1. When D-STAR was developed, there were no open source codecs capable of generating usable, low bit rate voice to data streams. An inexpensive, commercial, and yes proprietary, solution was available. At the time, anyone could purchase an AMBE chip for less than $20 and roll their own D-STAR equipment.

        M17 is a terrific experimentter’s project. CODEC 2 is a great achievement allowing more amateur and commercial development in digital voice. For the time being, none of that is available as an off the shelf, ready to go communication system for amateur radio.

        That may happen one day. The M17 project is happy to provide all their specifications to anyone who wants to use it for commercial development. Anyone choosing that will have a steep climb to compete with the three other, incompatible, digital voice modes currently in popular use.

        I’d love to see it. I’m not interested in the experimental aspect myself, but I’m glad other people are.


    2. It’s cheating, I think. The people responsible do argue with complying to accepted standards. But it’s really like using a Flash plug-in in a 100% open source web browser and call it open source.

    3. As long as there is a reasonable way for Amateur Radio transmissions to be received / decoded, yes. It’s called experimentation and it’s one of the many, many cool things about Amateur Radio. In the case of encoding voice using the DVSI chip(s), you can easily receive / decode transmissions by using another inexpensive DVSI chip. Another example is the increasing use of LoRa in Amateur Radio – LoRa is proprietary, but LoRa transmissions are easily decoded by using another inexpensive LoRa radio. Yet another example is the use of Pactor 2, 3, and 4 – all proprietary encode / decode, but can easily be monitored with off-the-shelf Pactor 2, 3, and 4 units.

      If you were using a encoding technique, and did not publicly disclose that technique, or it wasn’t easily obtainable, that’s called obfuscation, and that is not legal in Amateur Radio. But if you do publicly disclose the encoding technique, and anyone can use that information to receive / decode your transmission, great. 30 years ago a network that I was part of figured out that we could pass more traffic faster if we compressed our data prior to transmitting it. If you received those transmissions, but did not have access to the compression algorithm, that’s (effectively) obfuscation, even though that wasn’t our intent. But once the compression technique is publicly disclosed, no problem.

      A recent example of this approach is the NinoTNC implemented a new, unique forward error correction system called IL2P. If that was used with no public disclosure, uh oh. But IL2P is very publicly disclosed – So, no problem.

  3. “… uses Codec 2 to convert voice into a digital format before it is broadcast over the air.”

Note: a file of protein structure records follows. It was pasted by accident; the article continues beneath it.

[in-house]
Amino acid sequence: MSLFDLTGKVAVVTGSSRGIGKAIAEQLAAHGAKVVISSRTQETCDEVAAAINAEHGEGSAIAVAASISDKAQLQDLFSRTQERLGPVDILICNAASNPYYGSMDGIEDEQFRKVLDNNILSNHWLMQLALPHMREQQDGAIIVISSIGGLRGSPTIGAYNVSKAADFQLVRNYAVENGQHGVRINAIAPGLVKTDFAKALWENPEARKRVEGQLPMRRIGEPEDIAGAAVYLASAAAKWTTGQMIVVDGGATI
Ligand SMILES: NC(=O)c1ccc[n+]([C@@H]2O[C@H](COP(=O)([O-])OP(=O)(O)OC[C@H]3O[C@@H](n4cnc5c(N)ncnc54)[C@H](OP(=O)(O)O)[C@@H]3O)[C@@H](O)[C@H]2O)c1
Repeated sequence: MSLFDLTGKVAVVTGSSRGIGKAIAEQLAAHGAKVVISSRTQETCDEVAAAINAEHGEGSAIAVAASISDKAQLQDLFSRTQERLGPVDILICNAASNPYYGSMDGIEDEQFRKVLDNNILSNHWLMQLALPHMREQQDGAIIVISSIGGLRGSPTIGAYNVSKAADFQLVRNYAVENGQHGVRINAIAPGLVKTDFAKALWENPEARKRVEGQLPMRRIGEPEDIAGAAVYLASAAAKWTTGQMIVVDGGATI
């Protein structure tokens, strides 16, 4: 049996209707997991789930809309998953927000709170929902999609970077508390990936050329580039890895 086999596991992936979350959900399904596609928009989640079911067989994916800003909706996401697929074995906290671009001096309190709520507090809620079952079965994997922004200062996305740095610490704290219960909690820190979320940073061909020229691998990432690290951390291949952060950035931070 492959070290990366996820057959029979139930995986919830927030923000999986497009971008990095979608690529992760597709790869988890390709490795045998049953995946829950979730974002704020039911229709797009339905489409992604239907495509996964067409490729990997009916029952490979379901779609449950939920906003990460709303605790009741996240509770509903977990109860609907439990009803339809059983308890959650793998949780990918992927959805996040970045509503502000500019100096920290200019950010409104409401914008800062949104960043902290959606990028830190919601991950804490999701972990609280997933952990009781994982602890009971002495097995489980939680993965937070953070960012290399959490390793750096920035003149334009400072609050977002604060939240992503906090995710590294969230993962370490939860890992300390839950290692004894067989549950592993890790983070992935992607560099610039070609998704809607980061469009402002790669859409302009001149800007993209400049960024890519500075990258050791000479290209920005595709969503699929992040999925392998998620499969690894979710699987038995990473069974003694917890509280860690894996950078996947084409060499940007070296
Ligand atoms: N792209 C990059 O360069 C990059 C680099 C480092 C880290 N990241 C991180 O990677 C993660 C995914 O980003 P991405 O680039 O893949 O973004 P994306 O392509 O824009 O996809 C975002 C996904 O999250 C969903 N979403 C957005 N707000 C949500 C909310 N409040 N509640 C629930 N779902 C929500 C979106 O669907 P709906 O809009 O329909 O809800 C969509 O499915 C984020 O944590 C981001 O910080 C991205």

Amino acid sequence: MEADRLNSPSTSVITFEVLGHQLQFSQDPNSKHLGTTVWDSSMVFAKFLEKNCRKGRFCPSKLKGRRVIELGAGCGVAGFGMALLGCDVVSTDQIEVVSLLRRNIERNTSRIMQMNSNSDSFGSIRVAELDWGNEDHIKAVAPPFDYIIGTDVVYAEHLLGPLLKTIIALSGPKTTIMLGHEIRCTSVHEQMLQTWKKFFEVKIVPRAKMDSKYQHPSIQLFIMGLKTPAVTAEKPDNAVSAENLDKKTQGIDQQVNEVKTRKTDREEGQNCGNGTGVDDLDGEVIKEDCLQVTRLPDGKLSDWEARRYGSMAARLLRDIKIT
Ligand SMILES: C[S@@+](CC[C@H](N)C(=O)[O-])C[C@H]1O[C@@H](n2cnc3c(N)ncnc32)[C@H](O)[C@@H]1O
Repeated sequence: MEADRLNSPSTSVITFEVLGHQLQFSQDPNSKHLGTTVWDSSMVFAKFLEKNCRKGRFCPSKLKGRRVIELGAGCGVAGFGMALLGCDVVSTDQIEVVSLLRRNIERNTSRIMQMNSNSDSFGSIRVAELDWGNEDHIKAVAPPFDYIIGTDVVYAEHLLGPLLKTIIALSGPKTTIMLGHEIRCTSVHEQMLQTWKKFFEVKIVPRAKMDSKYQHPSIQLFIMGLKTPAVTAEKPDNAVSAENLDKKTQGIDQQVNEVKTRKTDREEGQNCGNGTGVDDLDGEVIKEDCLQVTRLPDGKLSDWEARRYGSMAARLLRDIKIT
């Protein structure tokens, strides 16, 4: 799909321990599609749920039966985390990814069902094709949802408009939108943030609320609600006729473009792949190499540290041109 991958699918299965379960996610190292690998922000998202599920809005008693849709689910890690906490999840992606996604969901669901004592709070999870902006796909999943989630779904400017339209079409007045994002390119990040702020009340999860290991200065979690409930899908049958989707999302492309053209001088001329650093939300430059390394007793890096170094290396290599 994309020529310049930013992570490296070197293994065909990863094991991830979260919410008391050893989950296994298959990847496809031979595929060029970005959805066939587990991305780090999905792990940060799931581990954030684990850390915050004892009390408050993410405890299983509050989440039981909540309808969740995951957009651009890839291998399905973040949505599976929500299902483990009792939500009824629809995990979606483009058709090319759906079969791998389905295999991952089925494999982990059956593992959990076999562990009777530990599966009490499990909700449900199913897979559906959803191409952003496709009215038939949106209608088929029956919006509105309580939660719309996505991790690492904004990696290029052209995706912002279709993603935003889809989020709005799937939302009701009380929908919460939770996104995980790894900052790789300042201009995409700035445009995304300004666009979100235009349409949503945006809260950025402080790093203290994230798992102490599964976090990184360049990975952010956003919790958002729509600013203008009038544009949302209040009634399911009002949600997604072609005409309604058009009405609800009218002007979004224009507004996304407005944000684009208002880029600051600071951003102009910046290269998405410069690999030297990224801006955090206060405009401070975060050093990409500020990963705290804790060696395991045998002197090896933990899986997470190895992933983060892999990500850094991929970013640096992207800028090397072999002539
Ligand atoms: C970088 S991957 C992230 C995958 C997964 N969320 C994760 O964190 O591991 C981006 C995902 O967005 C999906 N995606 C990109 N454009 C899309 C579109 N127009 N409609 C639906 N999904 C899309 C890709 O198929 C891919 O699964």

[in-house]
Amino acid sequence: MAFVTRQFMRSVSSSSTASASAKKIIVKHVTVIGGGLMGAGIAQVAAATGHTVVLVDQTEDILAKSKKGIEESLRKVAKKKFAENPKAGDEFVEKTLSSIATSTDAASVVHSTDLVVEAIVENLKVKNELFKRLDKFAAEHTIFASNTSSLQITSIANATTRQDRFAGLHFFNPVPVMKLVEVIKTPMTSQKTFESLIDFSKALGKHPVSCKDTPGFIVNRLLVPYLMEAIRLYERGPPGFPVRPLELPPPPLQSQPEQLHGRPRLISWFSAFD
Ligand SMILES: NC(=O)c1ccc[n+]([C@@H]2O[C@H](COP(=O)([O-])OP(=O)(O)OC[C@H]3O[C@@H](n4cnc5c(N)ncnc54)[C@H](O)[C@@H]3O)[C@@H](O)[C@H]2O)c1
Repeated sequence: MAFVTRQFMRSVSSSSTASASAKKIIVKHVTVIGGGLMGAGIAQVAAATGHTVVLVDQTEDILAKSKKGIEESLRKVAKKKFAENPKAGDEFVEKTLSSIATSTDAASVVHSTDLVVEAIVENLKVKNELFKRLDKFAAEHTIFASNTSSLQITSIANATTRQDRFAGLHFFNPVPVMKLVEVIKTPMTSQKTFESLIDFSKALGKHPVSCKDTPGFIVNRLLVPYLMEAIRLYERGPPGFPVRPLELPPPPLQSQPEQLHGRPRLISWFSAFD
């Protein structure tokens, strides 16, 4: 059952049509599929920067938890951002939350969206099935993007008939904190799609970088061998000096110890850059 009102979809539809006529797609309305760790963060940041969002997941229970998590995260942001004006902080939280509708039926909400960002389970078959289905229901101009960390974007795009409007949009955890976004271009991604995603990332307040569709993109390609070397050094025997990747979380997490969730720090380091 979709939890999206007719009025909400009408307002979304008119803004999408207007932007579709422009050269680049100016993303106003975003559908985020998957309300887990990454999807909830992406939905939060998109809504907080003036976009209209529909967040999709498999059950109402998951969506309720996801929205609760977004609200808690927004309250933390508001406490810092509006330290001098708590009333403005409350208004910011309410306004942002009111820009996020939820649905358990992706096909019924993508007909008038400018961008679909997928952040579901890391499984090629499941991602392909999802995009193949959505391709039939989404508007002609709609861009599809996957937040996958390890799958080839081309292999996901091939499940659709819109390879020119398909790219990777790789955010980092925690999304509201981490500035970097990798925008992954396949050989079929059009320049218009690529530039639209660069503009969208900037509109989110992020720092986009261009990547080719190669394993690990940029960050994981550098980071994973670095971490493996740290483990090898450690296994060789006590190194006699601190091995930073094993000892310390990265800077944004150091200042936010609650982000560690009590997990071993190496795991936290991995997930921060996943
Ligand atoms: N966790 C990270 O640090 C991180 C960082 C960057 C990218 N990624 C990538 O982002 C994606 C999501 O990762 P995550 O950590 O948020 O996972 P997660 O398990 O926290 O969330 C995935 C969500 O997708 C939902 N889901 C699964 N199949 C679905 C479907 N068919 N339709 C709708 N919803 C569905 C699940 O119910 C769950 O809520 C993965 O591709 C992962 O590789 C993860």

While I’m sure this was meant in the familiar sense, for those unaquainted with amateur radio, this remark bears clarification. Hams don’t “broadcast.” They transmit. There is a regulatory distinction between the two.

    1. Except previous poster is making a legal point, not a technical one.

      For US hams, part 97.3 (a) 10 defines: “Broadcasting. Transmissions intended for reception by the general public, either direct or relayed.”

      Amateur radio operators are not allowed to broadcast, in the meaning defined in the relevant law.

  4. No, that’s not quite accurate.
    Hams transmit a request or a response to a known and actively identified individual station and must not attempt to Broadcast to many listeners (an audience)

    Intentionally doing so would be a breach of there licence conditions/terms/rules.

    Yes, the nature and physical properties of radio will mean it is a transmission that may be received by many stations.
    but the ‘intention’ of the transmission is ‘to’ a specific ‘single’ station rather than to ‘many’.
    This intention which is an important distinction means it is not a Broadcast.

    Hams are only permitted to transmit to a specific intended station,
    The only exception to this would be any initial cQ call,
    which by its nature and intention ‘is a transmission for a response from ‘any’ licensed station.

    But again, technically, within the terms of the license, this is still not a Broadcast.
    As the intention of the transmission is to, specifically, other license holders, rather to ‘any’ listener.

    1. Naw, not really. While you cannot “broadcast” every time you key doesn’t have to mean it’s intended for only one person. Otherwise nets wouldn’t exist. Everyone on a net is listening to what the person who’s turn it is is saying. You are indeed intending for that to happen. Also, when in a rotation, you often ID and say “in the group” acknowledging that your transmission was intended for the group of people you are taking to. Nothing is in violation here. The violation is the “one way” traffic of intentional broadcasting.

    2. Amateur Radio Operators CAN legally “broadcast” with one key restriction – the information transmitted in the “broadcast” must be applicable / of interest to other Amateur Radio Operators, thus such a transmission is called a “Bulletin”. If memory serves, the FCC definition of a “broadcast” is information intended for anyone / everyone. “Bulletins” by the nature of their information is not intended for anyone / everyone, Amateur Radio Operators.